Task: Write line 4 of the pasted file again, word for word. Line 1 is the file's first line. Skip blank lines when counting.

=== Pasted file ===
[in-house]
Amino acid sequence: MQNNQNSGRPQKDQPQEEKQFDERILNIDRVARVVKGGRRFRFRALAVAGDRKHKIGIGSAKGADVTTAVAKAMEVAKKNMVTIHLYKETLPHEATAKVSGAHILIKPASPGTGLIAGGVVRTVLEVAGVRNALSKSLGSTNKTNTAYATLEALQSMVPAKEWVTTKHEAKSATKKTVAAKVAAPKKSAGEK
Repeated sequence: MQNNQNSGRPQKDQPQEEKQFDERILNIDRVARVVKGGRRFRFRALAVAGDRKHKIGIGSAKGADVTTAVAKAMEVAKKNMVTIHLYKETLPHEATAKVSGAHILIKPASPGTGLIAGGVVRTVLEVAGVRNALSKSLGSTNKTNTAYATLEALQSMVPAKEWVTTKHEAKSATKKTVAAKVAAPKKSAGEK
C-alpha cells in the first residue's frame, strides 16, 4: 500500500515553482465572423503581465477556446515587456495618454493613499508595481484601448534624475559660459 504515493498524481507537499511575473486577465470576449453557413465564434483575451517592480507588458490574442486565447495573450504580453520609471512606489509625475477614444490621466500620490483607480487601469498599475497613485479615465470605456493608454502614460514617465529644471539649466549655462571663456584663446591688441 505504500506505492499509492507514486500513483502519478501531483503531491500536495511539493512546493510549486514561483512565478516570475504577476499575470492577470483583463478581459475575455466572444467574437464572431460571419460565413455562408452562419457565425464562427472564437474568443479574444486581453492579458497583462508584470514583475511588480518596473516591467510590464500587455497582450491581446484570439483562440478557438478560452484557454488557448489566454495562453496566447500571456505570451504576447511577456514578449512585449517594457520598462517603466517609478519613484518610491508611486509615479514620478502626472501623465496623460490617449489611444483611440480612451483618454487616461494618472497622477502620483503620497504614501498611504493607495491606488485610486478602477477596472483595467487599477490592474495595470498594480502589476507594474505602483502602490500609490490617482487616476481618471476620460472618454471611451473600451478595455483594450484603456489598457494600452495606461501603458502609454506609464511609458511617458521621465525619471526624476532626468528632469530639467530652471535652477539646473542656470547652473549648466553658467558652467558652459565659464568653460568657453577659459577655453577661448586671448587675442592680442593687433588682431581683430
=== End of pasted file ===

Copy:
C-alpha cells in the first residue's frame, strides 16, 4: 500500500515553482465572423503581465477556446515587456495618454493613499508595481484601448534624475559660459 504515493498524481507537499511575473486577465470576449453557413465564434483575451517592480507588458490574442486565447495573450504580453520609471512606489509625475477614444490621466500620490483607480487601469498599475497613485479615465470605456493608454502614460514617465529644471539649466549655462571663456584663446591688441 505504500506505492499509492507514486500513483502519478501531483503531491500536495511539493512546493510549486514561483512565478516570475504577476499575470492577470483583463478581459475575455466572444467574437464572431460571419460565413455562408452562419457565425464562427472564437474568443479574444486581453492579458497583462508584470514583475511588480518596473516591467510590464500587455497582450491581446484570439483562440478557438478560452484557454488557448489566454495562453496566447500571456505570451504576447511577456514578449512585449517594457520598462517603466517609478519613484518610491508611486509615479514620478502626472501623465496623460490617449489611444483611440480612451483618454487616461494618472497622477502620483503620497504614501498611504493607495491606488485610486478602477477596472483595467487599477490592474495595470498594480502589476507594474505602483502602490500609490490617482487616476481618471476620460472618454471611451473600451478595455483594450484603456489598457494600452495606461501603458502609454506609464511609458511617458521621465525619471526624476532626468528632469530639467530652471535652477539646473542656470547652473549648466553658467558652467558652459565659464568653460568657453577659459577655453577661448586671448587675442592680442593687433588682431581683430